From Writer Beware:
That’s right, boys and girls–it’s another of my posts about hinky contest rules.
If you’re a regular reader of this blog, you’ll know I publish a lot of these. That’s not because I like repeating myself…it’s because bad contest legalese is depressingly common, especially in contests conducted by high-profile organizations or individuals, such as HBO’s “Lovecraft Country” short story contest, or T.A. Barron’s Once Upon a Villain flash fiction contest, or the Sunday Times/Audible Short story award, or any number of others. Because it’s so common, though, it never hurts to put out another warning….especially when a contest offers the kind of prize money that’s sure to attract droves of writers.
In a twist, though, I’m not just going to talk about greedy legalese, but also about how one contest sponsor responded to criticism and made it better.
The Medium Writers Challenge is an especially rich contest, with a $50,000 grand prize, $10,000 for four finalists (one of the finalists will be the grand prize winner, so one person will actually win $60,000), and 100 honorable mentions who will each receive $100.
. . . .
To enter, writers choose a prompt, create an essay of 500 words or more, and publish it on Medium. A prestigious slate of judges that includes such luminaries as Roxane Gay and Natalie Portman will select four finalists, one for each prompt, and then choose the grand prize winner and the honorable mentions. The deadline to enter is August 24, 2021.
Moving on to the fine print, namely this paragraph of the official rules:
The concern was with the license writers grant simply by entering the contest, the wording of which gives Medium “an irrevocable, royalty-free, worldwide, nonexclusive, sublicensable, assignable” license to do pretty much anything it wants with any entry, whether or not it’s a winning entry.
This kind of language is extremely common, especially, as I’ve mentioned, in high-profile contests. The intent isn’t so much a nefarious scheme to steal writers’ rights or bind them to eternal servitude, as it is a shortcut for contest sponsors, who don’t have to fuss around with contracts for winners because they’ve already agreed to terms. It’s very easy to mitigate such language–for instance, by releasing non-winning entrants from the license once the winners are declared–but, carelessly or lazily or just sharkily, depending on how many lawyers formulated the rules, many contest sponsors don’t bother, even though it means that they retain rights they likely have no interest in and no intention of ever using.
In Medium’s case, though, they did take steps to mitigate. Note the second line of the paragraph, which limits the license to one year from the end of the contest period (presumably that’s the August 24 deadline). In other words, this is not the perpetual license that some other contests demand: it has an endpoint, after which it expires.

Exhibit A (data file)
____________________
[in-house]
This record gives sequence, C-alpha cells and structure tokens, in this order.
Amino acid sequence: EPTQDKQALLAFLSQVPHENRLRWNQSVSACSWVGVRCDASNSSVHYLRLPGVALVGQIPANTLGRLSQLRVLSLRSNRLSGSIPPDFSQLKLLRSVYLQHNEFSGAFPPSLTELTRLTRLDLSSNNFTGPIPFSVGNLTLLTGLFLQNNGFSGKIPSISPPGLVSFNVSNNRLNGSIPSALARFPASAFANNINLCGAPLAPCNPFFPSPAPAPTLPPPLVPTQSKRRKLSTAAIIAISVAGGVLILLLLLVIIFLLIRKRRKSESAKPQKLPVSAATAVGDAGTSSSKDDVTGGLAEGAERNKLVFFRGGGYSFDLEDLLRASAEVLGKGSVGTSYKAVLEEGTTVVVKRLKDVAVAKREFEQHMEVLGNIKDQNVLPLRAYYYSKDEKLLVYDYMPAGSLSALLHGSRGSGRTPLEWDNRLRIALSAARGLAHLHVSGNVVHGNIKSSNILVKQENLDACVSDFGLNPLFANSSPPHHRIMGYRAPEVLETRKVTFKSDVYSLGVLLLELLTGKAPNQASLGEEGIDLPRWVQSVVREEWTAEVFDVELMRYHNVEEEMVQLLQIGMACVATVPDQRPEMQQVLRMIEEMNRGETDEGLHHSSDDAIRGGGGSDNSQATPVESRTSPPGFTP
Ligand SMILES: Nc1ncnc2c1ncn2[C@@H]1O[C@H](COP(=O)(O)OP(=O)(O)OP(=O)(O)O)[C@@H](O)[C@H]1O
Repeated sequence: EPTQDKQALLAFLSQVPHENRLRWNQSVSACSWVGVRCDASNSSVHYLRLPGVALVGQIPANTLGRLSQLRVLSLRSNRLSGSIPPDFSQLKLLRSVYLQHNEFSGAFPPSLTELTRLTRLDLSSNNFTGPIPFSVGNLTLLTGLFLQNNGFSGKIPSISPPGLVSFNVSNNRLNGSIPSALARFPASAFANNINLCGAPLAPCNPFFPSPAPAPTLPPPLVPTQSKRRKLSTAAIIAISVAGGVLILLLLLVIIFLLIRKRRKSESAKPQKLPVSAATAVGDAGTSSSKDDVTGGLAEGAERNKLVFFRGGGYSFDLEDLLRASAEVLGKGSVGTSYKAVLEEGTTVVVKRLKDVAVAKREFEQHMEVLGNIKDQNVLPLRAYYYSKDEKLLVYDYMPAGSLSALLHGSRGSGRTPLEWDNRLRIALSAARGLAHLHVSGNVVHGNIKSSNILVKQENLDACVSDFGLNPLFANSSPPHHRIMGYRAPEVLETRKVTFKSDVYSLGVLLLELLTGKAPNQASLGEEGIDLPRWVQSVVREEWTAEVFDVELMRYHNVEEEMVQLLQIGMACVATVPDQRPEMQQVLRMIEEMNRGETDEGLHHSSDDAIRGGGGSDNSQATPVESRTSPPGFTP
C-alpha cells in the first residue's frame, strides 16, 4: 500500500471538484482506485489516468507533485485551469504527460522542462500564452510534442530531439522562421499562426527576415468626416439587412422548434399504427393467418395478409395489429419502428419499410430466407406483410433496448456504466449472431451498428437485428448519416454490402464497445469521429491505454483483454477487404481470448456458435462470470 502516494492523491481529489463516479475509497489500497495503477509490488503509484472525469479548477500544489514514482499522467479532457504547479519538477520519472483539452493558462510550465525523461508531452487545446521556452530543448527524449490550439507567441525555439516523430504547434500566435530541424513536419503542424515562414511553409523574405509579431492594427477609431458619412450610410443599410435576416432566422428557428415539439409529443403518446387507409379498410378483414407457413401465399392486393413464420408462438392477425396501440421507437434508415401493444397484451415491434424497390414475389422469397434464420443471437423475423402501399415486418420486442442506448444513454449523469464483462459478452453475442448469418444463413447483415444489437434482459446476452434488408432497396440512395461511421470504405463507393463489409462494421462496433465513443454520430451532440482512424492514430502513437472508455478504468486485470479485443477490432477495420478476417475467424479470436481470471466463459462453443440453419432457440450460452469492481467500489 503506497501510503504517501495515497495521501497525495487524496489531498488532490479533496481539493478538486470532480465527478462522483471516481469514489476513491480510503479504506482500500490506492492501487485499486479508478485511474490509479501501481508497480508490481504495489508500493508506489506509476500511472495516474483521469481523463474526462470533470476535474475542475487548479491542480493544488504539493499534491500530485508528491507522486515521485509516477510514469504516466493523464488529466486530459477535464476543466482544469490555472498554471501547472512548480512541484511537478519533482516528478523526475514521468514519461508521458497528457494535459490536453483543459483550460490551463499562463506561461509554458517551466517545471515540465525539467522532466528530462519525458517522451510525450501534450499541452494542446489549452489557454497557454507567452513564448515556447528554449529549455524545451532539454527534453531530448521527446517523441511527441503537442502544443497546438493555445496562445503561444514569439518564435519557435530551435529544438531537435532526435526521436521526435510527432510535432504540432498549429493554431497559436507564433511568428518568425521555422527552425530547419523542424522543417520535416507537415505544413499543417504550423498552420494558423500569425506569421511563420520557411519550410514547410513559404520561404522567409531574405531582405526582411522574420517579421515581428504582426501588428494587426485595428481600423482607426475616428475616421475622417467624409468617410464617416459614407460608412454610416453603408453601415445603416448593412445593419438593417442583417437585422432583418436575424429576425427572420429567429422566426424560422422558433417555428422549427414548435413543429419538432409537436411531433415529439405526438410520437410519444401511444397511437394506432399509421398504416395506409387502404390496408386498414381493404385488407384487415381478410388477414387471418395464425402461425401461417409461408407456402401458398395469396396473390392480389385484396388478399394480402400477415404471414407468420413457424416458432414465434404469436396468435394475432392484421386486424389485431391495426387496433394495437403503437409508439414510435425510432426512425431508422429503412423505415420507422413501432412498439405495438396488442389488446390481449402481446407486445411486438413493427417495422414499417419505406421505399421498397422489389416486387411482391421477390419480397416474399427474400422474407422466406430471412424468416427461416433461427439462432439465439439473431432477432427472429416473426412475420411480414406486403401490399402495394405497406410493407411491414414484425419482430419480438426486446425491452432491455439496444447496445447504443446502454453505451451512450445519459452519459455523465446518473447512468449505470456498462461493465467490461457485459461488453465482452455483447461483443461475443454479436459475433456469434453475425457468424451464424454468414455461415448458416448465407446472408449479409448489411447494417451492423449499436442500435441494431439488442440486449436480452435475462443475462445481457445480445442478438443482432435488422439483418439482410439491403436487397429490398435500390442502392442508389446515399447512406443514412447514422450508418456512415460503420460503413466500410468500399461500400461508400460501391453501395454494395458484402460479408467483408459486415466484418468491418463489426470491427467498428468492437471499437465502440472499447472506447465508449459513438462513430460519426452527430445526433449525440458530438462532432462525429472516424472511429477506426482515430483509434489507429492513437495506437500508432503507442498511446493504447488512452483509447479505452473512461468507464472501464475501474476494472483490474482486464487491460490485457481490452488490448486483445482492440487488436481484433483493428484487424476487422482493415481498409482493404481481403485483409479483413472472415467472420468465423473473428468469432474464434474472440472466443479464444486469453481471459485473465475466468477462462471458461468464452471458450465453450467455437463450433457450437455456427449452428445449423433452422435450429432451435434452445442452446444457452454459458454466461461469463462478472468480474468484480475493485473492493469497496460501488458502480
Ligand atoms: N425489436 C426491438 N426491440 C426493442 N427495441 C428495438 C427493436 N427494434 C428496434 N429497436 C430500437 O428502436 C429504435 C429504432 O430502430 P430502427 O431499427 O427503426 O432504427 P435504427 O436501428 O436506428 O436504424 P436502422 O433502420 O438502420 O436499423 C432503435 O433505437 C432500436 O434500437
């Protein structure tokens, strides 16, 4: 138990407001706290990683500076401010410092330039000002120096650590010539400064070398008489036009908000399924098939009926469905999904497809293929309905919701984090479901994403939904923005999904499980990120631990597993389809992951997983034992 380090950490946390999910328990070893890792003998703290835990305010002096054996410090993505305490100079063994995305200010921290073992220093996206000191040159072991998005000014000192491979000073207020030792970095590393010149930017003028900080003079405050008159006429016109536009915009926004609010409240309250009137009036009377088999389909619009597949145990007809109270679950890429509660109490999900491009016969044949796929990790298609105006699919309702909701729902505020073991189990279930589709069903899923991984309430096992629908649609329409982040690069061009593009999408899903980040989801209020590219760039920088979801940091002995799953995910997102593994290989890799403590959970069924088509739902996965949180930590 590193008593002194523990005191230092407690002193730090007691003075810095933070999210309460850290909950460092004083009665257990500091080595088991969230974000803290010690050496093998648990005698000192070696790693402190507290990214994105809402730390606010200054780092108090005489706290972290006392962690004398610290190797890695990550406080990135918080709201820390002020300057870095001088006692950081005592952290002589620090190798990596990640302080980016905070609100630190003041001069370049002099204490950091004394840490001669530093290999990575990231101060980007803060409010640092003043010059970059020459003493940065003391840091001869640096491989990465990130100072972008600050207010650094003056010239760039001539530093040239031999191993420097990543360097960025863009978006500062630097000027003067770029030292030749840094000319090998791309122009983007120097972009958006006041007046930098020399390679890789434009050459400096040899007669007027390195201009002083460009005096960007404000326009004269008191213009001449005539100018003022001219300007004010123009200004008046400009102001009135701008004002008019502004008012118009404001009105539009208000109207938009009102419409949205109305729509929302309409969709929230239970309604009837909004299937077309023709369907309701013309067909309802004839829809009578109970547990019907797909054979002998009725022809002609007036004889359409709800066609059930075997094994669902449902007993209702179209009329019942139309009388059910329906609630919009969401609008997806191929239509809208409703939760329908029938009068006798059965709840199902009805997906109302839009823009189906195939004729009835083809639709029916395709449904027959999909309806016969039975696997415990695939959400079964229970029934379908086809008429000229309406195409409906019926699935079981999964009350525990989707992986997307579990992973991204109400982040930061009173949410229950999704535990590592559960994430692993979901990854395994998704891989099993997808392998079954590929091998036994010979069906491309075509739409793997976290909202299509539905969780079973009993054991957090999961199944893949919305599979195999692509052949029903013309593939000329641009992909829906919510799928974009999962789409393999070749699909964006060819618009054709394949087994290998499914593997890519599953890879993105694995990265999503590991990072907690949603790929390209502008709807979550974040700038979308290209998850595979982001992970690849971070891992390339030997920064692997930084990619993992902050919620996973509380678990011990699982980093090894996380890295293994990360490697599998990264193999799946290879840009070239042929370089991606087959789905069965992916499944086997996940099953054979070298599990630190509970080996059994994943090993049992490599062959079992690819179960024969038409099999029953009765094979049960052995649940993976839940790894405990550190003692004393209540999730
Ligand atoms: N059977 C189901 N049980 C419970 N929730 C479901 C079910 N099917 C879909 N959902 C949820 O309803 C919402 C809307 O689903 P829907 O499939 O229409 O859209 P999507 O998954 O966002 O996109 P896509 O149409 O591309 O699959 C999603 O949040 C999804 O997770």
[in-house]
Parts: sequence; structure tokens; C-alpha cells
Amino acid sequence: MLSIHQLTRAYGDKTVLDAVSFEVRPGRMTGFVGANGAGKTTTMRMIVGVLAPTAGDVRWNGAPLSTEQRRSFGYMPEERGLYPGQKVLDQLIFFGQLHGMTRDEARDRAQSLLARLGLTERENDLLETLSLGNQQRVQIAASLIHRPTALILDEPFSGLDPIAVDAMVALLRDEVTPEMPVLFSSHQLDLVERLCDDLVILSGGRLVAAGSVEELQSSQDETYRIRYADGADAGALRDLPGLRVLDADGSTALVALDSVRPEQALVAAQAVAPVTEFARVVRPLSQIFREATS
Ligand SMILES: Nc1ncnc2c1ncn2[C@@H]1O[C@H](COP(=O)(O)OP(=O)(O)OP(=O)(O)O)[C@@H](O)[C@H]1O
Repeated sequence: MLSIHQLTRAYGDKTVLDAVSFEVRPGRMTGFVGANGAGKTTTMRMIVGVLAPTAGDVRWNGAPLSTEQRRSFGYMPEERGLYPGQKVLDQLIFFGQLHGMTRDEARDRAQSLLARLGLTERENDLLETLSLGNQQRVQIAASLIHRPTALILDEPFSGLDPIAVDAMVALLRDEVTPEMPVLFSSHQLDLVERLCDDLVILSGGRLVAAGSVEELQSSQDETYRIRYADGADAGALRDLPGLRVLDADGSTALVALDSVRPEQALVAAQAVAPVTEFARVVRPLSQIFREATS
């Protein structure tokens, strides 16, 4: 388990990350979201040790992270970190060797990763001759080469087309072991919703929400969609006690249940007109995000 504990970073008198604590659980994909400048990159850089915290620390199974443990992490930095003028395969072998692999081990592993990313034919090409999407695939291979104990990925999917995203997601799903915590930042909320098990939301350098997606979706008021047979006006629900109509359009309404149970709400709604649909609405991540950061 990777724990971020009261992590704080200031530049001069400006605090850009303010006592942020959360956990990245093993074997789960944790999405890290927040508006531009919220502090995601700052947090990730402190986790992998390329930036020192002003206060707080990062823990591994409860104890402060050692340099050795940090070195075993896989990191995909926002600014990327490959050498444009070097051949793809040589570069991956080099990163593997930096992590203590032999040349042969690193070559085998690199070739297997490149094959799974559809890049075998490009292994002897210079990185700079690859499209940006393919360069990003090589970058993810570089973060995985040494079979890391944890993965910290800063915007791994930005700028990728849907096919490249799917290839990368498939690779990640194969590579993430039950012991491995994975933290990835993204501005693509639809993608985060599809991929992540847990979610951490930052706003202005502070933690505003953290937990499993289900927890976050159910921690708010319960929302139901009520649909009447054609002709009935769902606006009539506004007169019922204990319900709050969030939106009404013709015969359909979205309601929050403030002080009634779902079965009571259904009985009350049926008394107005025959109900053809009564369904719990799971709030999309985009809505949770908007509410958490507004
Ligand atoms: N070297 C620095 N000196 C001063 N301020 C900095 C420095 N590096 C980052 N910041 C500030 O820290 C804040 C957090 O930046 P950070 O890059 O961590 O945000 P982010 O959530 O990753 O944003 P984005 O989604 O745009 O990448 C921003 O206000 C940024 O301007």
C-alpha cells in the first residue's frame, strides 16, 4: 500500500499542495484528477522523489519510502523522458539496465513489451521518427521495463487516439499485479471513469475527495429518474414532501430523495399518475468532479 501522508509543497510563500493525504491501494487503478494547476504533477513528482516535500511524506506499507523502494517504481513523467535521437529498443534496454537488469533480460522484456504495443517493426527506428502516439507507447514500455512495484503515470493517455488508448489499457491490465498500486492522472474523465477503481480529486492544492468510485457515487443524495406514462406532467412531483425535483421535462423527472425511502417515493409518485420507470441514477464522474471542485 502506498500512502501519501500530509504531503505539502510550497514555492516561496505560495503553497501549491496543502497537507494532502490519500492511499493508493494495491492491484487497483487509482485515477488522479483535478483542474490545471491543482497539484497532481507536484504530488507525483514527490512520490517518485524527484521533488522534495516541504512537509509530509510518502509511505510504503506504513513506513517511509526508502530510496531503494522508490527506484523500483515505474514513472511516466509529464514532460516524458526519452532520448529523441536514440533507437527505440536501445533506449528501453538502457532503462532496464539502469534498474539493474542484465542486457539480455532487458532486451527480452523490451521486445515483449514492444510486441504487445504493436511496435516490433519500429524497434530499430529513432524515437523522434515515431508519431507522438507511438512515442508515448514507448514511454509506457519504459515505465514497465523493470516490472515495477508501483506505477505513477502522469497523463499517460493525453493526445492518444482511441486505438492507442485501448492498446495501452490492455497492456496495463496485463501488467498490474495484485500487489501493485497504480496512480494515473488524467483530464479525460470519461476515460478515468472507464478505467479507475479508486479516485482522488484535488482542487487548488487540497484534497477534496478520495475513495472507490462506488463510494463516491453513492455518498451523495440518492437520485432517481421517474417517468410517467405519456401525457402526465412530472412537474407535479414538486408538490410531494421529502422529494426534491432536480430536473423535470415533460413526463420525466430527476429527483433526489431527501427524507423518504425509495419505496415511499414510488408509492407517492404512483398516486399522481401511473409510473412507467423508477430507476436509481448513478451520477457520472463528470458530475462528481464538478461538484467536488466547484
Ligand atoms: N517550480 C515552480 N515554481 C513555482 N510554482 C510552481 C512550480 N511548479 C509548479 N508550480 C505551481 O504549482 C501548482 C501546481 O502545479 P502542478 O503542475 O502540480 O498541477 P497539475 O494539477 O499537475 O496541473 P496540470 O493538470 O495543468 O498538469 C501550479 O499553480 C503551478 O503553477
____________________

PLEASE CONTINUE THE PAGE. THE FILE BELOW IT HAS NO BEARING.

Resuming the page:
Here’s the interesting thing, though. Paragraph 10 didn’t always read the way it does now. This is the original version, the one that got people upset:
Note the difference: there’s no limit on the grant period. In this version of the contest rules, the license really is perpetual.
Link to the rest at Writer Beware®
In PG’s experience with large organizations, ignorance or stupidity can be just as destructive as evil intent.
If we rule out evil intent on the part of Medium (which seems to be the case if you read the entire OP), we’re left with ignorance and stupidity. These two characteristics can cause problems either individually or in conjunction with each other.
Drawing on his study of human nature, here’s how PG thinks this mess probably went down:
- Somebody in editorial at Medium could see that the publication would be short on content at some time within the next few months. Perhaps no one could think of new story ideas or maybe the business owners had cut back on budgets for commissioned articles so the cupboard was rapidly becoming bare. Staff writers had been squeezed dry and had no more good writing in them for awhile (or maybe they were fired, if they ever existed).
- The inevitable question followed: “Where can we get content for nothing?”
- One of the stock answers: “Let’s hold a writing contest and we’ll feature the winning entries in next month’s issue!”
- Scramble time.
- “Suzie, think up a theme and draft two or three good paragraphs about the contest. Run them past a couple of other people for quick takes. Make it sound sexy, cool and current.”
- “Bob, organize the summer interns to screen the entries and forward anything decent to you. I know you’re going to have to hold their hands, but that’s why you run the interns.”
- “Prizes! Hercule, figure out some cool prizes, but remember the budget. The main prize is being published.”
- “Thanks for reminding me, Heloise, we need to have rules. Go look for our last contest and use those. If we didn’t have a last contest, use Google to find some rules online.”
- “OK, team, you know what to do. Get going!”
See? No sign of ill will towards authors in sight.
Unfortunately, when the author of one of the submissions (they came in third in the contest) wins the Nobel Prize for Literature and another submitter hits the New York Times bestseller list, even though the summer interns are long gone, somebody at Medium will remember the names, look back and decide there’s a book there – “Famous Entries to Our Contest from People Who Made It Big!”
Unfortunately, one of the published entries is a seriously steamy piece by a best-selling Christian author who has since turned her life around and headed in the opposite direction without looking back.
In conclusion: READ THE FINE PRINT, EVERY BIT OF IT!
If you’re too busy to read the fine print and figure out what it means, don’t enter the contest.